Study material generic cover image

Summary Chapter 2 - The endocrine system

Course
- Behavioral Endocrinology
- Katja Teerds
- 2015 - 2016
- Wageningen University (Wageningen University, Wageningen)
- Dierwetenschappen
59 Flashcards & Notes
Scroll down to see the PDF preview!
PLEASE KNOW!!! There are just 59 flashcards and notes available for this material. This summary might not be complete. Please search similar or other summaries.
  • This summary
  • +380.000 other summaries
  • A unique study tool
  • A rehearsal system for this summary
  • Studycoaching with videos
Remember faster, study better. Scientifically proven.
Trustpilot Logo

A snapshot of the summary - Chapter 2 - The endocrine system

  • 2 Chemical communication

  • Explain the different types of chemical mediation
    • Intracrine cells: mediation of intracellular events.
    • Autocrine cells: secrete products that may feed back to affect processes in the cells that originally produced them.
    • Paracrine cells: releases chemical mediators that induce a biological response in an adjacent cell.
    • Endocrine cells: secrete chemicals into the bloodstream, where they may travel to distant target cells.
    • Ectocrine substances (pheromones etc.): released into the environment to communicate with other individuals
  • 4.1 Protein and peptide hormones

  • What are the characteristics of protein and peptide hormones?
    • Soluble in blood
    • Don't need carrier proteins to travel to target cells
    • Removed from the blood through degradation or excretion
  • What does the term "biological half-life" mean?
    The metabolism of a hormone is expressed as the biological half-life of a hormone, which is the amount of time required to remove half of the hormone from the blood.
  • 4.1.1 Hypothalamic hormones

  • What do hormones from the hypothalamus do?
    They are a special class of neurotransmitters that act on a variety of cells in the anterior pituitary.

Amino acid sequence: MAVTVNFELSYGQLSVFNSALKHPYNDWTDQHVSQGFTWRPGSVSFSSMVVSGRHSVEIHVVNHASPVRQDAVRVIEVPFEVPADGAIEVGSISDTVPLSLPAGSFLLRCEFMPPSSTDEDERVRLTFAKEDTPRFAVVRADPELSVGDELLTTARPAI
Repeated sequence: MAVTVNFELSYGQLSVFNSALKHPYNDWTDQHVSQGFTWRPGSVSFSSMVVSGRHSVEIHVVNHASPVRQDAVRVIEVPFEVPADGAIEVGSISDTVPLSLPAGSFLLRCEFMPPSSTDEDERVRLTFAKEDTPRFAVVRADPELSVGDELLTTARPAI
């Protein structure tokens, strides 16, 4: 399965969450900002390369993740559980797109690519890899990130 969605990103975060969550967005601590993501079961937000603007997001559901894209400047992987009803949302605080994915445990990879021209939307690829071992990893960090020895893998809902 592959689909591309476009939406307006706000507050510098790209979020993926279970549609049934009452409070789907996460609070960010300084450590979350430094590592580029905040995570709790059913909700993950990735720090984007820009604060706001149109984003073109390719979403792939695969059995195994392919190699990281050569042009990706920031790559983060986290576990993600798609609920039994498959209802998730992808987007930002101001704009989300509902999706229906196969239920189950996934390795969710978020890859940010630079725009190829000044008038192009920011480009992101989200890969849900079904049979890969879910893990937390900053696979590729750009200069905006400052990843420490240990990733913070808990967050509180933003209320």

• What are the inhibitory hormones that are secreted by the hypothalamus?
    • Growth hormone inhibitory hormone or somatostatin (GHIH)
    • Gonadotropin inhibitory hormone (GnIH)
  • What are the releasing hormones that are secreted by the hypothalamus?
    • Tyrotropin-releasing hormone (TRH)
    • Growth hormone releasing hormone (GHRH)
    • Gonadotropin-releasing hormone (GnRH)
    • Melanotropin-releasing hormone (MRH)
    • Corticotropin-releasing hormone (CRH)
    • Kissepeptin
  • What other hormone does the hypothalamus secrete?
    Dopamine (DA) also known as prolactin inhibitory factor (PIH) or melanotropin inhibitory factor (MIF). Technically a monoamine.
  • 4.1.2 Anterior pituitary hormones

  • What 3 types of cells are there in the anterior pituitary?
    1. Acidophils
    2. Basophils
    3. Chromophobes
  • What hormones are secreted by the basophils of the anterior pituitary? What are the characteristics of these hormones?
    1. Luteinizing hormone (LH)
    2. Follicle-stimulating hormone (FSH)
    3. Thyroid-stimulating hormone (TSH)


    • They are known as glycoproteins and consist of an alfa and a beta subunit. The alpha subunits of all 3 are the same, and the beta subunits are unique
    • LH and FSH are gonadotropins.
    • TSH is released in response to TRH from the hypothalamus and stimulates the thyroid gland to release thyroid hormones
  • What are the functions of LH and FSH?
    • LH:
      - In males: stimulates Leydig cell development and testosterone production.
      - In females: stimulates corpora lutea development and production of progesterone.
    • FSH:
      - In males: stimulates spermatogenesis
      - In females: stimulates development of ovarian follicles and the secretion of estrogens
PLEASE KNOW!!! There are just 59 flashcards and notes available for this material. This summary might not be complete. Please search similar or other summaries.
Read the full summary
This summary. +380.000 other summaries. A unique study tool. A rehearsal system for this summary. Studycoaching with videos.